As I was sewing the buttons onto Indigo's new trench, I was telling Dan how Oliver + S patterns are so brilliantly written that when I reach the final product I am both amazed and humbled that I was able to make something like this. Never in a million years did I think I would sew my kids' jackets. Oliver + S patterns make you feel like a rock star!
When making a jacket, there are so many pieces that are sewn together separately - the sleeves, tabs, collar, skirt, and bodice.
The really fun part about it is when it's time to put it all together. Suddenly a bunch of random pieces become a jacket... and fast! It always excites me and frankly, mesmerizes me every time - even on my fifth jacket.
Using this tutorial, I adapted the pattern to add ruffles to the back. Indigo likes fancy. I like streamlined. I think this was a good combination of the two.
I had a few questions about the tutorial (I feel like the biggest sewing dunce sometimes)
which were clarified in the comments section of the tutorial. It was an
easy adaptation. I cut my strips 5"x27". I used five layers of ruffles
set 2.5 inches apart. To hem each of the ruffles, I pressed the bottom raw edge to the wrong side by 1/2", then again by another 1/2" to encase the raw edge and form the hem.
This was my inspiration for the jacket. I really liked the cobalt blue against the creamy jacket fabric. So I used these fish eye vintage buttons, which I found on Etsy.
The fabric is canvas (from here). I had a mini-freakout with the canvas initially. I had never used it before. It felt stiff and, at the risk of sounding flaky, I wondered if this was the same stuff artists use for painting (?). But once I started working with it, I really liked it. It's a great weight for Fall and sews up beautifully. It's tough to get wrinkles out of it, so I would recommend not overdrying it and using a hot, hot iron with lots of stream. And for the record, my kids did paint with water colors on my scraps and it was lovely for that as well! ;)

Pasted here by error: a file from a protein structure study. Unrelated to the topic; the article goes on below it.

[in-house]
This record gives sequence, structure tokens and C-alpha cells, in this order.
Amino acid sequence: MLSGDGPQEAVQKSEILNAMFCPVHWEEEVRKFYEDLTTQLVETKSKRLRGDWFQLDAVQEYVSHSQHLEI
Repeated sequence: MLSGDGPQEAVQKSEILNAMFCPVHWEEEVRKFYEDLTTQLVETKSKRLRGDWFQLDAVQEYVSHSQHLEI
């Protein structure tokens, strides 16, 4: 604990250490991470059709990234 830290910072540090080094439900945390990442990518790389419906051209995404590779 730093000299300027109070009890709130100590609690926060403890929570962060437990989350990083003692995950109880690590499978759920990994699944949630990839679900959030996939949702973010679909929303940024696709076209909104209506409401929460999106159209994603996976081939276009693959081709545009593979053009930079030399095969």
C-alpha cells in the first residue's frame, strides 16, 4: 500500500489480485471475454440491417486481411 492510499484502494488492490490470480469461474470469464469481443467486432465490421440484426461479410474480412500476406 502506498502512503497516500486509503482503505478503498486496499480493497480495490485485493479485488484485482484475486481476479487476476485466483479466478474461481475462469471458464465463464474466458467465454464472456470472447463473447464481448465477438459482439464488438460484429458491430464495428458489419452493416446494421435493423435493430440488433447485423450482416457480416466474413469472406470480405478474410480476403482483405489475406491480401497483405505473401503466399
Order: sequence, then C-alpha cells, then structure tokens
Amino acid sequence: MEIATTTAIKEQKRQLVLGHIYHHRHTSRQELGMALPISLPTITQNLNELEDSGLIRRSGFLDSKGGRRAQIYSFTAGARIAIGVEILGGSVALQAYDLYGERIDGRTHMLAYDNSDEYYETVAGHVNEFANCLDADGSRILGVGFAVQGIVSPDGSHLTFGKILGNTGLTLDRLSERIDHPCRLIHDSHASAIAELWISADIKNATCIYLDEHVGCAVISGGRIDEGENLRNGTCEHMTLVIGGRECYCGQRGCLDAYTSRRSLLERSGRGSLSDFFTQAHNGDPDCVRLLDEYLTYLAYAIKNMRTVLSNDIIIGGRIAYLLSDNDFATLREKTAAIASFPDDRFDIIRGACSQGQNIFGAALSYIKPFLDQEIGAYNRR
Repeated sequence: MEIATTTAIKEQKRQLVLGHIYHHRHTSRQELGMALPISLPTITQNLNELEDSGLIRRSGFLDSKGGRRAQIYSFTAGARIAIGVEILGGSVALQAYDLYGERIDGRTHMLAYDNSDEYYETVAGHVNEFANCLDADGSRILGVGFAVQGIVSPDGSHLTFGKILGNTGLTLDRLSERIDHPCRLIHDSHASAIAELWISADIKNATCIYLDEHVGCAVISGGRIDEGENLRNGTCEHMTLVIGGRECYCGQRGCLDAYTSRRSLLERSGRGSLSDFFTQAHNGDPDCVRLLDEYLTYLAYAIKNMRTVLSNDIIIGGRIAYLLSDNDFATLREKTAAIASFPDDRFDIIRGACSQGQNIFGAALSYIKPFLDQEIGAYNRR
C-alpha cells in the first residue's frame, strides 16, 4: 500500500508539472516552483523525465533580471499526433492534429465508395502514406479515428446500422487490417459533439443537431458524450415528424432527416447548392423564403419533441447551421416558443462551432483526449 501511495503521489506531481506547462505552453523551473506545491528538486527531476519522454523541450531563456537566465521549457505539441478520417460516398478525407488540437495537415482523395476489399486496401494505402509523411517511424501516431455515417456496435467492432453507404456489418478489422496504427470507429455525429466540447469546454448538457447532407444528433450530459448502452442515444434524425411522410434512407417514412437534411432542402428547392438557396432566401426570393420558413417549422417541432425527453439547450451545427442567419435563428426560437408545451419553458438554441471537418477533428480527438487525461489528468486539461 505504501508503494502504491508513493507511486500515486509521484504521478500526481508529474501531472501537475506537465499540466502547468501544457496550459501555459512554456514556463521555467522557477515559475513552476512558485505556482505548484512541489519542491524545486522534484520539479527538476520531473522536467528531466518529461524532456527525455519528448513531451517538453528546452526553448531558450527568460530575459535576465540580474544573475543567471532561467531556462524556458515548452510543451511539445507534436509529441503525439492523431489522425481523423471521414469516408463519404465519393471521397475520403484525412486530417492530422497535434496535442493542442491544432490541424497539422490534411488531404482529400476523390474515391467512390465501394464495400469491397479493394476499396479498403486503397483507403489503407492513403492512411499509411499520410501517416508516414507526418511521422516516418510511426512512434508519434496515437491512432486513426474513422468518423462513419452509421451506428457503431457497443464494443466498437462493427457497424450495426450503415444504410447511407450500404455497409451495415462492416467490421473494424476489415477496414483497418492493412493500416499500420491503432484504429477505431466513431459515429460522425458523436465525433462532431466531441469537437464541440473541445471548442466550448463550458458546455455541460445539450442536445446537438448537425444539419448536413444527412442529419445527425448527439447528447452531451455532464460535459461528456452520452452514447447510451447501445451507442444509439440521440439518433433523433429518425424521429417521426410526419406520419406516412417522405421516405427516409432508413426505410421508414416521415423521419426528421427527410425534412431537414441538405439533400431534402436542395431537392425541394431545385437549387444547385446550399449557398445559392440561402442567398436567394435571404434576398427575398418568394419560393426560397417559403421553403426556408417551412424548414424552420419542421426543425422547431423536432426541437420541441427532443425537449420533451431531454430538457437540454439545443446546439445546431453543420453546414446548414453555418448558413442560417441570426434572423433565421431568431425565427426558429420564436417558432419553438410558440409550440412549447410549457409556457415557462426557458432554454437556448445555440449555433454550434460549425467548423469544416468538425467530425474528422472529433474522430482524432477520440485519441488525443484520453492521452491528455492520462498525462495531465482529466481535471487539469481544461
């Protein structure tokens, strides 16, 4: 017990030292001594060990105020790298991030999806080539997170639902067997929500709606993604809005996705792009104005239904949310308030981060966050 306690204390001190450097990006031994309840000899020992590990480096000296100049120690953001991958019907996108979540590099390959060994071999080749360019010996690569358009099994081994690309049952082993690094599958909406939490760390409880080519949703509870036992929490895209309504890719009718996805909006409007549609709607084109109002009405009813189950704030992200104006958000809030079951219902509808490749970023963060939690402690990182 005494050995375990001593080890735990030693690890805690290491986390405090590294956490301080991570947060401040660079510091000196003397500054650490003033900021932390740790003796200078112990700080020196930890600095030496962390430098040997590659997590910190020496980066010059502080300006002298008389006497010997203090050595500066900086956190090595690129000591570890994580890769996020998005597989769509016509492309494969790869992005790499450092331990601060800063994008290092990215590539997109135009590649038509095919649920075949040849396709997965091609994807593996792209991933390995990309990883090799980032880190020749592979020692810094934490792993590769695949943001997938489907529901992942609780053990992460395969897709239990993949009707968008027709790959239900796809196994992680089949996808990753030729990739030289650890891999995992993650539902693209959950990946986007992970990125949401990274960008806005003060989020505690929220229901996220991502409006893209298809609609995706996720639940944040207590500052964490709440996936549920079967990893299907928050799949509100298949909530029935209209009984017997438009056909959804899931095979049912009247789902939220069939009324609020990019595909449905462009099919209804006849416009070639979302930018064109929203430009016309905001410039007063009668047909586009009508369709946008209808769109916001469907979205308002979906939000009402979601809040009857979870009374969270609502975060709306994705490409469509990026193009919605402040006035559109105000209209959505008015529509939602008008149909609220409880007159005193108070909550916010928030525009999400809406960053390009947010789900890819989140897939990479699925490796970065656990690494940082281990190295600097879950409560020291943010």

This jacket is unlined and the seams are finished with bias binding. The bias binding gives the jacket such a unique look, though if your sewing machine is rocky with bulk, you might run into a few probems. It's b u l k y.
I made my binding using this fabric, and was able to cut most of it on the cross grain instead of the bias because most of the seams are straight, not curved. You only have to use true bias binding on curved seams. This was great news for me since I only had a half a yard of fabric left. I definitely recommend starching your bias binding if it's handmade. It makes it so much easier to work with.
This jacket was really a dream to sew. It did take more time than I had expected, but I'm the queen of underestimating how long it will take to do pretty much everything. (Just ask my husband.) I felt it took about as much time to sew as the School Days Jacket which is rated as being more difficult. Personally, I found these jackets to be about on par with one another in terms of difficulty. Neither one was difficult but both were time-consuming.
Yay for another great pattern by Oliver + S!